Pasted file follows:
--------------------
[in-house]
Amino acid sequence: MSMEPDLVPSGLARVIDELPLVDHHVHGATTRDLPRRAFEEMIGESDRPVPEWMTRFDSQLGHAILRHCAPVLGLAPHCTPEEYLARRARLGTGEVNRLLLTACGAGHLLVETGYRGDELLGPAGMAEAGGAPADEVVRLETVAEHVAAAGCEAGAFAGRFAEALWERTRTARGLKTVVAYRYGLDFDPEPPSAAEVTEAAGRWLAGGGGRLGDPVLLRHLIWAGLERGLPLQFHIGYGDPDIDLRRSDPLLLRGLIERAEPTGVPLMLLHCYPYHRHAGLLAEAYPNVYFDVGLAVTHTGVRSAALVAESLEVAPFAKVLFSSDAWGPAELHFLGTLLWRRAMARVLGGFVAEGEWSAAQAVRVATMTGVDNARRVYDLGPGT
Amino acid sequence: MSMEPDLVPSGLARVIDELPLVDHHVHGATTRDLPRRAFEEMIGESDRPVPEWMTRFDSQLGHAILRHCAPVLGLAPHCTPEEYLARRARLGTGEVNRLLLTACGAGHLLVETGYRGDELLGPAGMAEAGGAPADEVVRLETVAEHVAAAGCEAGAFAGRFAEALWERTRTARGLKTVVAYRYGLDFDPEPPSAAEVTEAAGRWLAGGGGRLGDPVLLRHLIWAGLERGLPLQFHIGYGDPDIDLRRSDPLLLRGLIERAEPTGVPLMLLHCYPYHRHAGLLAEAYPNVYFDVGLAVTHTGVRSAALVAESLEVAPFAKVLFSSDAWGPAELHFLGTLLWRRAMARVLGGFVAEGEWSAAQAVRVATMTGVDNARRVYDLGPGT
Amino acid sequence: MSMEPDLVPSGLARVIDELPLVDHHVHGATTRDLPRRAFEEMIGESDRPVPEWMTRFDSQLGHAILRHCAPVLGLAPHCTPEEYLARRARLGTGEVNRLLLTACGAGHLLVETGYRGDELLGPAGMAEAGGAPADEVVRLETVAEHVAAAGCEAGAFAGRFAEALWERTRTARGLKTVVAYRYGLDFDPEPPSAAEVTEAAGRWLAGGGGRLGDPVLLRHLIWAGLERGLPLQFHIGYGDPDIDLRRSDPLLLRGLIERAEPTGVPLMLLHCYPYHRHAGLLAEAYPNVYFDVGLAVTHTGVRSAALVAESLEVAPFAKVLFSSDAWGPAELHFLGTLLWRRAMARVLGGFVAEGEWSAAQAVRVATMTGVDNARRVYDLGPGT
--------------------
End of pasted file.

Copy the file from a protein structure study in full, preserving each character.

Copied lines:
[in-house]
Amino acid sequence: MSMEPDLVPSGLARVIDELPLVDHHVHGATTRDLPRRAFEEMIGESDRPVPEWMTRFDSQLGHAILRHCAPVLGLAPHCTPEEYLARRARLGTGEVNRLLLTACGAGHLLVETGYRGDELLGPAGMAEAGGAPADEVVRLETVAEHVAAAGCEAGAFAGRFAEALWERTRTARGLKTVVAYRYGLDFDPEPPSAAEVTEAAGRWLAGGGGRLGDPVLLRHLIWAGLERGLPLQFHIGYGDPDIDLRRSDPLLLRGLIERAEPTGVPLMLLHCYPYHRHAGLLAEAYPNVYFDVGLAVTHTGVRSAALVAESLEVAPFAKVLFSSDAWGPAELHFLGTLLWRRAMARVLGGFVAEGEWSAAQAVRVATMTGVDNARRVYDLGPGT
Amino acid sequence: MSMEPDLVPSGLARVIDELPLVDHHVHGATTRDLPRRAFEEMIGESDRPVPEWMTRFDSQLGHAILRHCAPVLGLAPHCTPEEYLARRARLGTGEVNRLLLTACGAGHLLVETGYRGDELLGPAGMAEAGGAPADEVVRLETVAEHVAAAGCEAGAFAGRFAEALWERTRTARGLKTVVAYRYGLDFDPEPPSAAEVTEAAGRWLAGGGGRLGDPVLLRHLIWAGLERGLPLQFHIGYGDPDIDLRRSDPLLLRGLIERAEPTGVPLMLLHCYPYHRHAGLLAEAYPNVYFDVGLAVTHTGVRSAALVAESLEVAPFAKVLFSSDAWGPAELHFLGTLLWRRAMARVLGGFVAEGEWSAAQAVRVATMTGVDNARRVYDLGPGT
Amino acid sequence: MSMEPDLVPSGLARVIDELPLVDHHVHGATTRDLPRRAFEEMIGESDRPVPEWMTRFDSQLGHAILRHCAPVLGLAPHCTPEEYLARRARLGTGEVNRLLLTACGAGHLLVETGYRGDELLGPAGMAEAGGAPADEVVRLETVAEHVAAAGCEAGAFAGRFAEALWERTRTARGLKTVVAYRYGLDFDPEPPSAAEVTEAAGRWLAGGGGRLGDPVLLRHLIWAGLERGLPLQFHIGYGDPDIDLRRSDPLLLRGLIERAEPTGVPLMLLHCYPYHRHAGLLAEAYPNVYFDVGLAVTHTGVRSAALVAESLEVAPFAKVLFSSDAWGPAELHFLGTLLWRRAMARVLGGFVAEGEWSAAQAVRVATMTGVDNARRVYDLGPGT